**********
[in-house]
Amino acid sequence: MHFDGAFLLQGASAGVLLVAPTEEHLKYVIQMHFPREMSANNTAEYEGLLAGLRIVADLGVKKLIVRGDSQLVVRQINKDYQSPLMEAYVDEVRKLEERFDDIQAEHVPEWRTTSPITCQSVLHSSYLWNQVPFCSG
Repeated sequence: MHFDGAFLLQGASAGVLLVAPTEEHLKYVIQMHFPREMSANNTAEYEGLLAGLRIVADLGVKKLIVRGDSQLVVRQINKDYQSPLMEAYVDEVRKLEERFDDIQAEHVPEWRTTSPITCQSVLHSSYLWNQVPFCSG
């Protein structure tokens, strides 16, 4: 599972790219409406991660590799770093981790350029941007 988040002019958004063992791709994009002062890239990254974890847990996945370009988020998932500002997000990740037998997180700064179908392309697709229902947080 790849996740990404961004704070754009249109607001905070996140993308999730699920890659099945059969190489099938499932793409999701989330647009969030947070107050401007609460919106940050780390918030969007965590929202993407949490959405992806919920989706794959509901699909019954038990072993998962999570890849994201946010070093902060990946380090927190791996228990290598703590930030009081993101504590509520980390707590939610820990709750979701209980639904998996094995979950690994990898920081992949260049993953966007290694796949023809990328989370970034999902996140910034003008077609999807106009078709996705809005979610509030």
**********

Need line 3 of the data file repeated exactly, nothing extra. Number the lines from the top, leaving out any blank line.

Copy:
Repeated sequence: MHFDGAFLLQGASAGVLLVAPTEEHLKYVIQMHFPREMSANNTAEYEGLLAGLRIVADLGVKKLIVRGDSQLVVRQINKDYQSPLMEAYVDEVRKLEERFDDIQAEHVPEWRTTSPITCQSVLHSSYLWNQVPFCSG